DEAR BOB: I read an article that said homeowners forfeit their $250,000 home-sale tax exemption if they move out and rent the house to a tenant. That's what I did about a year ago.

I plan to rent my old principal residence, where I lived almost 10 years, for two years while on a temporary out-of-town job assignment. After two years, I may have to sell the house to move near my employer's home office. Have I lost my $250,000 home-sale tax exemption?--Carter W.

DEAR CARTER: No. Several readers sent me that newspaper clipping--the writer's information is more than two years behind the times.

The 1997 Tax Act created the new $250,000 home-sale tax exemption--up to $500,000 for married couples filing jointly. Principal-residence sellers qualify if they owned and occupied their primary residence an "aggregate" of two years during the five years before sale.

You clearly qualify. However, if you don't sell your principal residence within 36 months after moving out, you no are longer eligible. Renting your former principal residence up to 36 months before selling it won't disqualify you. For more details, consult a tax adviser.

DEAR BOB: As a landlord, I especially enjoy your too-infrequent remarks about lease-options. What terms should I add to my lease to convert it to a lease with option to buy? Are there any Web sites with lease-option forms? Suppose I give my rental-house tenant a two-year lease-option with a $500 per month rent credit. Do I report this to the IRS as rent income? How do I treat it when the tenant buys the house and exercises the option?--Jane S.

DEAR JANE: You need a special lease-option form. Do not try to convert a regular lease into a lease-option. The best forms I've seen are from Professional Publishing Co. at their Web site (www.profpub.com).

Report all rental income from your tenants, including the rent credit, on Schedule E of your income tax returns. When the tenant exercises the purchase option, subtract the tenant's rent credit from the home's gross sales price, just as you would subtract a real estate sales commission as a selling expense, to arrive at the adjusted sales price.

DEAR BOB: A mortgage broker recently gave me a "good faith estimate" for refinancing my home loan. He said it's a "no-point loan," but included are a $1,500 origination fee, a $1,500 discount fee, a $150 preparation fee and a $250 escrow-closing fee. The total fees of $4,681 seem high. What is your opinion?--Thomas S.

DEAR THOMAS: This clearly is not a "no-point" or "no-cost" mortgage. Only the $250 appraisal fee and $20 credit report charge are reasonable. The lender's other fees are inflated, such as the $200 underwriting fee, $500 processing fee and $180 document preparation fee. Your situation is typical of mortgage broker ripoffs, but your quoted 7.375 percent interest rate seems like a bargain. I hope you locked it in before the rates went up recently.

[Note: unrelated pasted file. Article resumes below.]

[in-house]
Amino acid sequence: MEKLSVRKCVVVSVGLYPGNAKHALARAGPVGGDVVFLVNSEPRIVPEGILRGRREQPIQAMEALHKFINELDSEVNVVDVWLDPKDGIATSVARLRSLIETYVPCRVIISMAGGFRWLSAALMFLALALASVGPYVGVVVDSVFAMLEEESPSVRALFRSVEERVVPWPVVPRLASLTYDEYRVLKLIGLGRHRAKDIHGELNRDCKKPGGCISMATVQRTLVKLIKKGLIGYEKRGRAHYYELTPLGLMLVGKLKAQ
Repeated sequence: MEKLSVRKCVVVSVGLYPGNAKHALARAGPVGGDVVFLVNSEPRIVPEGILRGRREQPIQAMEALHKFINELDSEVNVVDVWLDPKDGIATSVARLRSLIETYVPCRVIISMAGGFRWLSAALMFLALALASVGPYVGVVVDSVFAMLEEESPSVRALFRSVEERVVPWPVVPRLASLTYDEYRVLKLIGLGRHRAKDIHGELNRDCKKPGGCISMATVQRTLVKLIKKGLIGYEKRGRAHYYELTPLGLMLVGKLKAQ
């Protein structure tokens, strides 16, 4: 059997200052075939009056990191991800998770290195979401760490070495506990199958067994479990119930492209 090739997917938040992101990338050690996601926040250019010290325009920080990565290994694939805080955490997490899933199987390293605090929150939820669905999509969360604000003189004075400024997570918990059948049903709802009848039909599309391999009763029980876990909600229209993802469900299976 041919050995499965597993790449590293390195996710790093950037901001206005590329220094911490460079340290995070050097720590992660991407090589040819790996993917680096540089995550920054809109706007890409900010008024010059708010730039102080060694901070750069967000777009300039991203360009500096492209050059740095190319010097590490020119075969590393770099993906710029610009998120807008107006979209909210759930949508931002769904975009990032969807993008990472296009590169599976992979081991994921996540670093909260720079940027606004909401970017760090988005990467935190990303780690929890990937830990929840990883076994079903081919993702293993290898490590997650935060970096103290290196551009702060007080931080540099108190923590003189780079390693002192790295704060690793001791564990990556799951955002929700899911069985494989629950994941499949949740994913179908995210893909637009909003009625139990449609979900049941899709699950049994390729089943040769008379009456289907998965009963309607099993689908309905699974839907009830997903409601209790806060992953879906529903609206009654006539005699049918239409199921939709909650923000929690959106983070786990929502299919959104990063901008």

Since you are refinancing, the $3,000 total loan origination and discount fees are not tax-deductible in the year paid. Instead, they must be amortized over the mortgage life. That's why I recommend getting a "no-cost mortgage" at a slightly higher interest rate for refinancing.

DEAR BOB: I am a single homeowner. I'm thinking about adding my sister's name to my title. She and her husband own their home, which they bought about a year ago. Are there any advantages or disadvantages if I add her name to the title?--Henry T.

DEAR HENRY: Adding your sister could be a major mistake. If she gets into financial trouble, your house could become liable for her debts. If you leave your house to her by your will, your estate is subject to costly probate expenses and delays.

A far better alternative is to put your home's title into a revocable living trust. You can then name your sister to receive title to the house and other major assets, but you can change the living trust at any time. She can also be named successor trustee in case you become incompetent, thus avoiding the necessity of a court-appointed conservator. An estate-planning lawyer can explain all the living trust advantages.

DEAR BOB: My wife and I paid $74,000 for a condominium where we lived for four years while stationed at George Air Force Base in California, which closed in 1992. Since then, the condo's value plummeted to about $55,000. We owe $64,000.

It is rented for $650 per month, with a $613 FHA mortgage payment plus $100 condo association fee. I'm still in the military. Should I let the mortgage company have the condo rather than pay about $15,000 out-of-pocket to sell? Are there any special programs for situations like mine when a military base closes and property values decline?--Lt. Col. Thomas C.

DEAR THOMAS: I am not aware of any special government or FHA mortgage programs for situations like yours. If you let the FHA mortgage go into default, your credit will be ruined. Unfortunately, there's no easy answer to your question; however, if you sell at a loss, since it is rental property, that ordinary loss is deductible against your other ordinary, taxable income. Please consult a tax adviser before deciding.

DEAR BOB: Last year my wife and I bought a house using only my income to qualify for the mortgage. She had a part-time job that paid practically nothing. Now, we're getting a divorce.

I'm trying to get her name off my mortgages since I'm keeping the house as part of the settlement. The first- and second-mortgage companies want thousands of dollars to remove her name from the mortgages. It seems like a moneymaking scam to me. What options do I have?--J.C.